Wilton Fondant And Gum Paste Class

Decorating By LisaMarie86 Updated 30 Jun 2010 , 7:27pm by cake-angel

LisaMarie86 Posted 29 Jun 2010 , 6:05pm
post #1 of 13

I am starting the Wilton Fondant and Gum Paste class in just over a week and on the syllabus it says we need to bring thick spaghetti (#5) What on earth is it just dried pasta? And what will we be using it for. I am so confused. Any help is greatly appreciated!

12 replies
Malakin Posted 29 Jun 2010 , 6:18pm
post #2 of 13

Oohh. Not sure, they changed the class recently but I use the spaghetti to cover gently in fondant and use in my Spiderman pic for the webbing. Maybe that.

dsilvest Posted 29 Jun 2010 , 6:23pm
post #3 of 13

Instead of using toothpicks or wire in flower making they now use spaghetti. It is edible. Try to find the thickest one you are able to buy.

icer101 Posted 29 Jun 2010 , 6:24pm
post #4 of 13

hi, this speghetti is used to make the base for the g/p mum and the base for the rose. They use to use toothpick to insert in the base of the rose, now speghetti. You can use speghetti for any base for small flowers. or toothpicks. using speghetti is safer. But i am not saying i like it better.lol

zamora Posted 29 Jun 2010 , 6:26pm
post #5 of 13

I just finish taking this class for the month of June so I know what you mean. We needed the thick spaghetti for the flower making. Wilton is moving away from the wires and using the spaghetti. The teacher recommended the brand Barrila Thick Spaghetti. I didn't think it made a difference but it does. The regular spaghetti broke easily when I was trying to do the carnation bud. This noodle stick was a lot firmer although it still breaks so you have to be extra careful not to put too much pressure.

TexasSugar Posted 29 Jun 2010 , 6:32pm
post #6 of 13

I actually found some at Big Lots, well I found the #4 but it was the thickest they had. Basicly you want to skip over thin spagetti and go for the thicker noodle. As was said above, it is used for the rose and mum in place of using toothpicks. It is edible and least likely to hurt someone if they bite into it.

cake-angel Posted 29 Jun 2010 , 9:01pm
post #7 of 13

It works great if you can get the thick spaghetti - unfortunately in my city - not possible. I have been to every grocer here and all we can get is regular spaghetti. I made it work for me but my students ended up using toothpicks because they kept breaking the spaghetti.

LisaMarie86 Posted 30 Jun 2010 , 11:40am
post #8 of 13

Thanks for the responses I was so confused and can't find my instructors email addy I know I wrote it down somewhere just not sure where that somewhere is. I can see where spaghetti would be safer to use on cake than toothpicks would be.

adamsgama Posted 30 Jun 2010 , 12:40pm
post #9 of 13

Cake-angel

I know buying some things can be tough out where you are. Do you have any Italian grocery stores out there. If you ever need any packages sent to you I would be glad to mail a couple out. I pay .99 a pakage here.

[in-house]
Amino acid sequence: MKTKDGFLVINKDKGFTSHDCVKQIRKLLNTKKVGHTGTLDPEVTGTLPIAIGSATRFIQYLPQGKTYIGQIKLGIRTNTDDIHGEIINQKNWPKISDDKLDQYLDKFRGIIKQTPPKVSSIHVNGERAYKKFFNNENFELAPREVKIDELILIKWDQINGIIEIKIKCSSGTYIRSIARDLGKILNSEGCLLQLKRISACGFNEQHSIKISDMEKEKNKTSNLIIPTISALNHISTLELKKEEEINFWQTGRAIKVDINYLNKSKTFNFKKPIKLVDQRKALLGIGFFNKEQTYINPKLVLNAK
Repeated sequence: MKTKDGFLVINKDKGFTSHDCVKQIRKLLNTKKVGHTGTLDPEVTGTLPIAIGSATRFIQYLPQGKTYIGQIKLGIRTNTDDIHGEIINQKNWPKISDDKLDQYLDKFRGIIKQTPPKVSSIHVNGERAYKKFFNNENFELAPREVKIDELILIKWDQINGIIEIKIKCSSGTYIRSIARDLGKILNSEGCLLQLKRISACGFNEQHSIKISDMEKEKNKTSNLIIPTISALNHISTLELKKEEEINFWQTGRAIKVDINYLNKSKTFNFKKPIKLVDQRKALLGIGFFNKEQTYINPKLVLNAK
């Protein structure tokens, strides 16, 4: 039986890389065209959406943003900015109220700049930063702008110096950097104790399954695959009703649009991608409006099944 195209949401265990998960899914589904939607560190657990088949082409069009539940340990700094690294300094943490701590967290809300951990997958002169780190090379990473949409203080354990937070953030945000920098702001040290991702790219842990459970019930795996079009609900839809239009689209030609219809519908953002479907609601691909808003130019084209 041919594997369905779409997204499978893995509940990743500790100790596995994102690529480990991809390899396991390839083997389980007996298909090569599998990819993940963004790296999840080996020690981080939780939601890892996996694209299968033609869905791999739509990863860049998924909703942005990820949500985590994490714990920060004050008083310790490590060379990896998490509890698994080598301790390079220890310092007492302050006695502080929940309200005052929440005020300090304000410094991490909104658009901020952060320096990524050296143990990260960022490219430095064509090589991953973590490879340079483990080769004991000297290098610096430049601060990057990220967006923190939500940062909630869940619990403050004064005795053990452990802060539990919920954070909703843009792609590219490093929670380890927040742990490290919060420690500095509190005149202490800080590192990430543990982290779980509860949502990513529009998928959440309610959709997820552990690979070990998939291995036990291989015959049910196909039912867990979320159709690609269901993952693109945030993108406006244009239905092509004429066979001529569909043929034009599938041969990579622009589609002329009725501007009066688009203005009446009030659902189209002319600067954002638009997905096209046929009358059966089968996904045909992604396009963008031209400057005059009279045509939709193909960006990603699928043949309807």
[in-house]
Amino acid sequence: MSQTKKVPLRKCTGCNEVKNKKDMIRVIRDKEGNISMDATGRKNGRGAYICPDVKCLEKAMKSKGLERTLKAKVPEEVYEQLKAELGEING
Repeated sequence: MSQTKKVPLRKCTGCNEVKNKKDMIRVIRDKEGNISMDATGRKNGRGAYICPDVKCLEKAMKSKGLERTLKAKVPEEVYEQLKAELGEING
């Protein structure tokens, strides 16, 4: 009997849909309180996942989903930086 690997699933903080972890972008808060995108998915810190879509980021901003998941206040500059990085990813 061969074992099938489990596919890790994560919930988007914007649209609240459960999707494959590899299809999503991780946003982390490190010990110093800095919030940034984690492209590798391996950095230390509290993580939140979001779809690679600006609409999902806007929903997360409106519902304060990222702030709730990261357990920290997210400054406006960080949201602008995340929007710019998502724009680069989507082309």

PM me if I can be of any help

Sue B

TexasSugar Posted 30 Jun 2010 , 1:55pm
post #10 of 13
Quote:
Originally Posted by adamsgama

Cake-angel

I know buying some things can be tough out where you are. Do you have any Italian grocery stores out there.




That's why I found it at my Big Lots, it is a different brand than the stuff you normally sold in the grocery stores.

Even though I only found the #4 we didn't have too many problems with it. I snapped one, then I had a student break a few, but over all it worked for us.

cake-angel Posted 30 Jun 2010 , 5:20pm
post #11 of 13

Thank you adamsgama and TexasSugar. I am still looking for spaghetti that is thick enough. Unfortuneately there are no specialty grocery stores out where I live. I am in a small city so although we have many stores, none of them are specialty. I plan on getting some from Little Italy next time I get to the big city (about 5 hours from here) I did make the regular spaghetti work and the toothpicks were the students choice on their own as they had previously taken Course 3 and decided it was better for them. I did tell them the reasons for using spaghetti so maybe they will try it in the future. I am teaching Decorating Basics in July so I do have some time before I need spaghetti again. Out here all I have been able to find is spaghettini and spaghetti regular. No sizes on the packages but they all look exactly the same regardless of brand. Who knows - Maybe I will experiment with making my own. LOL.

TexasSugar Posted 30 Jun 2010 , 6:11pm
post #12 of 13

The toothpicks will definetly work, especially in an area that it is hard to find the thicker noodles in. I'd probably just keep letting them choose.

Personally I show my students how to do the calla lilly on a 'stick', because I think it is easier to handle and place in the cake later that way.

cake-angel Posted 30 Jun 2010 , 7:27pm
post #13 of 13

I have to agree with you about the Calla Lily but haven't shown the students that option. The toothpick is always an option here. I do make sure to tell them what the risks of using toothpicks are so they can make their own decision. Thanks again!

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